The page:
Buying Guide
By Jason Heaton
on 8.8.13
Photo by Gishani

While we love diving for its ability to transport us to an alien world, defy gravity and commune with nature, we also love it for the gear. Diving may be the most gear-intensive sport out there, with the possible exception of mountain climbing. Without your mask, you don’t see, without your tank and regulator, you don’t breathe, without your dive computer, you risk a nasty case of the bends. But while dive gear is first and foremost your life support system, it can also be elegantly designed in that minimalist, form-follows-function way we like. For our recent trip to the Bahamas, we packed along our favorite warm water diving kit, a collection of necessities, safety backups and just a little bit of style.

MORE UNDERWATER ADVENTURES: Affordable Dive Watches | The Dive Watch, Deconstructed | 7 Days in Belize

Aqua Lung Balance Buoyancy Compensator

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The Balance has been a favorite of divers since it was released a few years ago for quite a few reasons. It combines the superior buoyancy characteristics of a back inflate BC with the convenience of integrated weights. Small rear pockets allow weight distribution for optimized trim, and the large expanding front pocket holds a dive light or slate. The clip-in weight pockets are secure and easy to insert. Just don’t forget them on the boat between dives lest you find yourself bobbing like a cork. Plus, it’s lightweight and folds up small, making it a good travel BC.

Mares Abyss 22 Navy Regulator

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The “Navy” part of the name is more than marketing: this reg has been approved by the U.S. Navy for use by its divers in cold water thanks to its environmentally sealed first stage and heat exchanging second stage, both of which prevent freeze-up and free-flow. A high-impact plastic, aluminum and rubber housing make the Abyss a rugged choice for the rigors of being bashed around a boat, and its stealth-black color scheme gives it a Special Ops bent. We’ve used this reg everywhere from ice diving to the Bahamas and found it up to all challenges.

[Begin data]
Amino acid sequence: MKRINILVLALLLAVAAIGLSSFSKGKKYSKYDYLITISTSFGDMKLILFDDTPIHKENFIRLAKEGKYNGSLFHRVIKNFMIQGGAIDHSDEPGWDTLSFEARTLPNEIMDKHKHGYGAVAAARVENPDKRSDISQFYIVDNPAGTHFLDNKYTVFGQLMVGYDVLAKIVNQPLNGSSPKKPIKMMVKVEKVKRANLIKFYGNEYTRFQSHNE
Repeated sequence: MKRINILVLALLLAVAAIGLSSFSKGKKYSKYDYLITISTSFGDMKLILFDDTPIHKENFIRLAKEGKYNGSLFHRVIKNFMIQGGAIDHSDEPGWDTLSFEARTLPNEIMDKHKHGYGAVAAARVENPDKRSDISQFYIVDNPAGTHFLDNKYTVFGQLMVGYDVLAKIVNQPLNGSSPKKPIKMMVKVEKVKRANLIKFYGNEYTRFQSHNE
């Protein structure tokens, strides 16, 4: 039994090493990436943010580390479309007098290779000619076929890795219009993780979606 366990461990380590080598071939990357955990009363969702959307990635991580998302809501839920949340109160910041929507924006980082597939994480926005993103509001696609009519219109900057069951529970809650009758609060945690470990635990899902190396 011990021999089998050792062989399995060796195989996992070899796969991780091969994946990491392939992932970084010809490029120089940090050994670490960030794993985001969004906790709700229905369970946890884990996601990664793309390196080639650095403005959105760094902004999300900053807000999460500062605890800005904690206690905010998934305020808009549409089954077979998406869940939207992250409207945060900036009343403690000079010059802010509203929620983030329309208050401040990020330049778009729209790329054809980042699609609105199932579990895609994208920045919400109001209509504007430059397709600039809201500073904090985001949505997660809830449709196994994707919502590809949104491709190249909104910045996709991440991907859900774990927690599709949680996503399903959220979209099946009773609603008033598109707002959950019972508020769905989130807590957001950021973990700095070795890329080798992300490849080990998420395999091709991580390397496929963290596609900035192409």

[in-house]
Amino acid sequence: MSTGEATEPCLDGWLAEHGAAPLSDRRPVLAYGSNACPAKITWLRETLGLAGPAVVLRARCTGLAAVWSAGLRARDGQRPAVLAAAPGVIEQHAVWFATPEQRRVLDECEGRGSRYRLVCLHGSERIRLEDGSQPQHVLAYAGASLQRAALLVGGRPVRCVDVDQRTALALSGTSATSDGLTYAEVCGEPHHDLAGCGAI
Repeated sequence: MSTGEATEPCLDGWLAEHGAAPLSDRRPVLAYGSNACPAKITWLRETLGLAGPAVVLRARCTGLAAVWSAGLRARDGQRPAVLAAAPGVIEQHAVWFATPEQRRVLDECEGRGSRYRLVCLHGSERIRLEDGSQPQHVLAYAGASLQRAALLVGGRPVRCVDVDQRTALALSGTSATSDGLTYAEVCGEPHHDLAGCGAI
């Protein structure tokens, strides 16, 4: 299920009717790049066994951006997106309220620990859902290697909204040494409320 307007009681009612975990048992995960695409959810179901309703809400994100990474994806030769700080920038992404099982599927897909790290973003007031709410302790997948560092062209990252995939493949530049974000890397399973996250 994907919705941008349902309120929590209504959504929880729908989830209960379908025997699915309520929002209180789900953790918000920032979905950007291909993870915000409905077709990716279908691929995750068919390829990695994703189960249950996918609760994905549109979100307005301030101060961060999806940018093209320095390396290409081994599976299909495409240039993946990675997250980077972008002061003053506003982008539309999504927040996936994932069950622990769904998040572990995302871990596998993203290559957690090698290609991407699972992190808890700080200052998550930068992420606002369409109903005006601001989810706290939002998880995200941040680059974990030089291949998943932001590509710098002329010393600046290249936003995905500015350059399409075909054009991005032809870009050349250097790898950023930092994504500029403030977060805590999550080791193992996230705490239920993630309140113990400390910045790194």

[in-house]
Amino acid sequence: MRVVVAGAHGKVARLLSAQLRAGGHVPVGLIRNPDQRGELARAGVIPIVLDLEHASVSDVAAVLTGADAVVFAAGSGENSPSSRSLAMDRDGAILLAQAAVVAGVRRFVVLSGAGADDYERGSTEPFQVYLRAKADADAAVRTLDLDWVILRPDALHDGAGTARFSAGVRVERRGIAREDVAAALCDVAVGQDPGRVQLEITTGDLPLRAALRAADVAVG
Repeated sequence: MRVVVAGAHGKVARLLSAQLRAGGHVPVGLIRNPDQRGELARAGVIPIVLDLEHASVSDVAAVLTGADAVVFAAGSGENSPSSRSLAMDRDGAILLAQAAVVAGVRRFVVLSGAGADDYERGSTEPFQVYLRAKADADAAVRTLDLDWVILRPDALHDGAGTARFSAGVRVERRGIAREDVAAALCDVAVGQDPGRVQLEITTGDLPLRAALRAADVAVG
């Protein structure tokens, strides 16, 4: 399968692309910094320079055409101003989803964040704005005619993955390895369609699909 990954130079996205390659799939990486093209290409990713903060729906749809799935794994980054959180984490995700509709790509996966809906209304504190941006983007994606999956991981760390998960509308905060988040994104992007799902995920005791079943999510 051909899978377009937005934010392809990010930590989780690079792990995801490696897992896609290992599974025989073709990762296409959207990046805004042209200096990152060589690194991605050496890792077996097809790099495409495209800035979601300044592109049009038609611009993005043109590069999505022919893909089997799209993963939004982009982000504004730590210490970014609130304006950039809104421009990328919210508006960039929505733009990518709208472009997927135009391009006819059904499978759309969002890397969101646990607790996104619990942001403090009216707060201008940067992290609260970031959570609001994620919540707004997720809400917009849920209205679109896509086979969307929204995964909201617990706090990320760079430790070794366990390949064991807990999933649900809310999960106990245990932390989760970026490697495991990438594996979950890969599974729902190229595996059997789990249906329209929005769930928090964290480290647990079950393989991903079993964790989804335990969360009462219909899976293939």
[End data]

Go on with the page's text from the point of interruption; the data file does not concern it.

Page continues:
Force Fins Pro

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They may not be for everyone, but these funny-looking fins have made it on to the U.S. Navy’s approved list for its divers — so there’s that. The odd shape actually was designed to mimic the tail of a fish and the open foot pocket prevents cramping. We’ve been diving these fins for years, and nothing matches them for their combination of power and maneuverability. Matched with the optional bungee straps they are easy to don and doff, even on a pitching boat ladder. They’re not the best for surface swimming or free diving, and be prepared for comments and jokes on the dive boat from other (more insecure) divers with lesser fins.

Dive Rite NitekQ Dive Computer

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This dive computer is designed for technical divers using mixed gas like heliox and trimix but does perfectly fine tracking your time and no-deco limits on good old air or nitrox. Fully programmable via its intuitive interface or with the provided USB cable, the NitekQ has the most legible display of any computer we’ve tried thanks to its superbright LCD. It’s a bit heavy and we aren’t entirely fond of its stretchy strap, but for a computer that has deeper limits than we’ll ever push, this is one case where overkill is a good thing.

Dakine Storm Neo-Insulator Rash Guard